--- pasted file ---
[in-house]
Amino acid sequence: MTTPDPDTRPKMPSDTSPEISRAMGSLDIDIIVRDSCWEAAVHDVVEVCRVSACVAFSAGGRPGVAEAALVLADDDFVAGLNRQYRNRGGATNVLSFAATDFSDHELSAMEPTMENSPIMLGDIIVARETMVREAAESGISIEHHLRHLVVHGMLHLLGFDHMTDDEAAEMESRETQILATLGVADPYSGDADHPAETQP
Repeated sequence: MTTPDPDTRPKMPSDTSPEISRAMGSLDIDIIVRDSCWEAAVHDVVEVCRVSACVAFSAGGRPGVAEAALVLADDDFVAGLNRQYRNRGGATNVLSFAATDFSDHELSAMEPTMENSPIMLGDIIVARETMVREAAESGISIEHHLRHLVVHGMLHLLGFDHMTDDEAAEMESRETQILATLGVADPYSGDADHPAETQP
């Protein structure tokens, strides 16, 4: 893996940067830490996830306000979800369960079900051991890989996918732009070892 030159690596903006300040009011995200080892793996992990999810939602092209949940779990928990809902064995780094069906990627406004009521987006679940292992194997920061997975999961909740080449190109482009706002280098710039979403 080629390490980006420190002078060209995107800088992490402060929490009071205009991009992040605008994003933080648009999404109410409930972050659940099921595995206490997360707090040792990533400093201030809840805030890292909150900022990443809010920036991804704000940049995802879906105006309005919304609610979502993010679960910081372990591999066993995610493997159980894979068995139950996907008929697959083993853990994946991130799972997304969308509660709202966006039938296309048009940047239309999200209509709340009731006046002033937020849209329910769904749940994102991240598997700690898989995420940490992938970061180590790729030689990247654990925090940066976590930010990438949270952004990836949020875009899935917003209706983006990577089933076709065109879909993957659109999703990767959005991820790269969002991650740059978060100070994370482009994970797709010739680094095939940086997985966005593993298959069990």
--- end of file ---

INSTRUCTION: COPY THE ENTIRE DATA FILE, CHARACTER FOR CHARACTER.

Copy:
[in-house]
Amino acid sequence: MTTPDPDTRPKMPSDTSPEISRAMGSLDIDIIVRDSCWEAAVHDVVEVCRVSACVAFSAGGRPGVAEAALVLADDDFVAGLNRQYRNRGGATNVLSFAATDFSDHELSAMEPTMENSPIMLGDIIVARETMVREAAESGISIEHHLRHLVVHGMLHLLGFDHMTDDEAAEMESRETQILATLGVADPYSGDADHPAETQP
Repeated sequence: MTTPDPDTRPKMPSDTSPEISRAMGSLDIDIIVRDSCWEAAVHDVVEVCRVSACVAFSAGGRPGVAEAALVLADDDFVAGLNRQYRNRGGATNVLSFAATDFSDHELSAMEPTMENSPIMLGDIIVARETMVREAAESGISIEHHLRHLVVHGMLHLLGFDHMTDDEAAEMESRETQILATLGVADPYSGDADHPAETQP
């Protein structure tokens, strides 16, 4: 893996940067830490996830306000979800369960079900051991890989996918732009070892 030159690596903006300040009011995200080892793996992990999810939602092209949940779990928990809902064995780094069906990627406004009521987006679940292992194997920061997975999961909740080449190109482009706002280098710039979403 080629390490980006420190002078060209995107800088992490402060929490009071205009991009992040605008994003933080648009999404109410409930972050659940099921595995206490997360707090040792990533400093201030809840805030890292909150900022990443809010920036991804704000940049995802879906105006309005919304609610979502993010679960910081372990591999066993995610493997159980894979068995139950996907008929697959083993853990994946991130799972997304969308509660709202966006039938296309048009940047239309999200209509709340009731006046002033937020849209329910769904749940994102991240598997700690898989995420940490992938970061180590790729030689990247654990925090940066976590930010990438949270952004990836949020875009899935917003209706983006990577089933076709065109879909993957659109999703990767959005991820790269969002991650740059978060100070994370482009994970797709010739680094095939940086997985966005593993298959069990």